One thing I always appreciate seeing around the holidays is reminders to remember those who are not happy—lonely people, sad people, people who are struggling. My parents set a lovely example of opening their home to others, and we’ve adopted that practice as well. I remember the first Christmas after they died. Everybody was meeting up in Texas where my little brother and sister had moved to live with our aunt and uncle. Everybody except me; I had to have surgery for a common genetic condition that usually presents itself at birth. I had always been so healthy no doctor had ever caught it…until my heart and body were completely worn out. One of my sisters came out to be with me.
That Christmas morning, we each opened our gift and then binged-watched “X Files” on vhs tapes we rented from Blockbuster. Yes, Blockbuster. We felt very sorry for ourselves until we heard how tough our family’s day was. Then we were glad that we had the freedom to do whatever we wanted to grieve and didn’t have to witness our loved ones trying to comfort each other that Christmas.
But I digress. My point is that I understand lonely, sad Christmases. This Christmas my above-mentioned uncle will be celebrating his first Christmas without his wife, our beloved aunt who died this past spring. He and my cousin are on my heart. A single friend recently mentioned to me how lonely the holidays have been. I think of her fighting for joy. Ill people wonder if this will be their last Christmas on earth. Empty-nesters long for days of a full house. Children of divorce nurse hearts hopeful for restoration.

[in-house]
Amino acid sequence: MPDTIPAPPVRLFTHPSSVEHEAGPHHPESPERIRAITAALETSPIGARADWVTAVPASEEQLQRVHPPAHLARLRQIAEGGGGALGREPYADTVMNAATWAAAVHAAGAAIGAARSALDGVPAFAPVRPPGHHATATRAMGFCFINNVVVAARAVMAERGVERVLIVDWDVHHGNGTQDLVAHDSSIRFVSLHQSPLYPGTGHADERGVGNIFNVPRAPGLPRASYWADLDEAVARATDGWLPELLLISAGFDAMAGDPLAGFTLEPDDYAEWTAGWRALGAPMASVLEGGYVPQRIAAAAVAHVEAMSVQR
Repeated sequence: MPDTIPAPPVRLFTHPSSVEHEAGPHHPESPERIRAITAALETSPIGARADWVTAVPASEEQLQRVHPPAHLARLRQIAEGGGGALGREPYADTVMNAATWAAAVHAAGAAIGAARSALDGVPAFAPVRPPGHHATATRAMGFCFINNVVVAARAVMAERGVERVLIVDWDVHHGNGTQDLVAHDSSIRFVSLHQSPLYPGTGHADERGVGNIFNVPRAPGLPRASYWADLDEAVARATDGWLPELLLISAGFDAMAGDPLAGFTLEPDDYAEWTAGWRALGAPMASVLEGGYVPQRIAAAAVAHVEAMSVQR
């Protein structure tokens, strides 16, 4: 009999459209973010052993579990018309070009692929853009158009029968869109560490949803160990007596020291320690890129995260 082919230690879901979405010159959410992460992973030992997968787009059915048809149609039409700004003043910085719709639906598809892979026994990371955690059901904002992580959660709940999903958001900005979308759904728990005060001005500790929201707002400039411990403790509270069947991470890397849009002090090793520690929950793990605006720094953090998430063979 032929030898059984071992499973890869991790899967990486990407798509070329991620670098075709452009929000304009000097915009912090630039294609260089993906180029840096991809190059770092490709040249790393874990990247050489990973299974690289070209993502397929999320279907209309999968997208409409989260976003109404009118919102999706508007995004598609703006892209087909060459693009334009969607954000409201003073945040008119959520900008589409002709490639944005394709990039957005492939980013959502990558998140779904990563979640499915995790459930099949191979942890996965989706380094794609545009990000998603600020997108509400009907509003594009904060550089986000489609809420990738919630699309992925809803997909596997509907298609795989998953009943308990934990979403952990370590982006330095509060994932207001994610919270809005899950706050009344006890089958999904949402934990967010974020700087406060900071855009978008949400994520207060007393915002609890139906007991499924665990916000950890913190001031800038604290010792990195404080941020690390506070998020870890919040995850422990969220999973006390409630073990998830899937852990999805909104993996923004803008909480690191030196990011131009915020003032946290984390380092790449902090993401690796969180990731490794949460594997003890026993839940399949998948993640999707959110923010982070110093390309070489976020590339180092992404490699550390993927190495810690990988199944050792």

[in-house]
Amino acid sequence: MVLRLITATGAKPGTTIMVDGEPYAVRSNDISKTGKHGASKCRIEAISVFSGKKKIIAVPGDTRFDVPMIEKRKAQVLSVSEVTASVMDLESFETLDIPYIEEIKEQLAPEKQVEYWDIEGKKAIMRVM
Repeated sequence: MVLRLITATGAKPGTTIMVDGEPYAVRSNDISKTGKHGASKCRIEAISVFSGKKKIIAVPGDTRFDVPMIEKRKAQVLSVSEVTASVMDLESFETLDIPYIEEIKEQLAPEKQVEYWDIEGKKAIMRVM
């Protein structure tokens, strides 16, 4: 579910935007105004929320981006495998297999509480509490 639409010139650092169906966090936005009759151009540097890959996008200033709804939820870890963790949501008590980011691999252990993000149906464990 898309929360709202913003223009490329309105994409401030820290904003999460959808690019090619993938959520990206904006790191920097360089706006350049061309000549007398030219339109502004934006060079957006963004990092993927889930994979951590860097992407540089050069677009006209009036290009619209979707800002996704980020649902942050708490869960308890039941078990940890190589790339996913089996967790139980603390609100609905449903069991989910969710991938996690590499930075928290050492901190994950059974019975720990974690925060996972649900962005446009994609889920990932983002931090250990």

Finding yourself without loved ones on Christmas morning is enough to bring you to your knees in desperation.
Personally I can’t believe how happy I am this year. I didn’t believe it was possible to be happier than I was last year! This is a precious season in my life, and I thank Jesus multiple times a day for his benevolence. Yet there is something nagging at my heart. It bothers my brain throughout my days this Advent. It’s being without a loved one, a son.
I mentioned my friend Shellie’s journey to bring her baby home on a prior blog post. Well, she and her husband have been in DRC for five weeks now. Five weeks. Five weeks of cuddling, snuggling, kissing their baby boy. Finally! But five weeks of uncertainty in not knowing when they can come home, five weeks of dealing with a government that seems to take pleasure in denying parents their right to take their children home.
And they have been forced to make the impossible decision to leave their sweet boy in DRC and come home tomorrow.
The uncertainty is too great. Their children here need them. Funds are not bottomless. We have all written letters pleading with our own government officials to step in, but at the end of the day, no American can make the decision to allow Shellie to step on a plane with her baby. They purchased the tickets a couple of weeks ago with the hope they would leave with Jecoah in their arms, but it looks like they’ll have to leave him temporarily.
Can you imagine having to leave your baby when you don’t even know when you’ll see him again? A dire situation indeed. I truly cannot imagine the heartbreak and heartache Shellie is experiencing. They have done everything they can, but they are not in charge and can’t control the situation.
And yet, their hope is in One who is in charge and who can change the circumstances and perform a miracle. We have 12 hours before Shellie and Brad step on that plane—please join me in prayer that God will grant them this mercy of allowing them to bring their baby home now and not later, sparing them from having to say goodbye to their son.
Lord, in your goodness and grace for your children, please have mercy on Shellie and Brad and provide a change in the DRC government, allowing Jecoah to come home. Please intervene and prevent Shellie from having to hand her beloved baby back to caretakers. God, you who designed the family unit and created Jecoah as a member of the Costain family are the only one who can make this happen. We beg you in the name of your own son, Jesus Christ.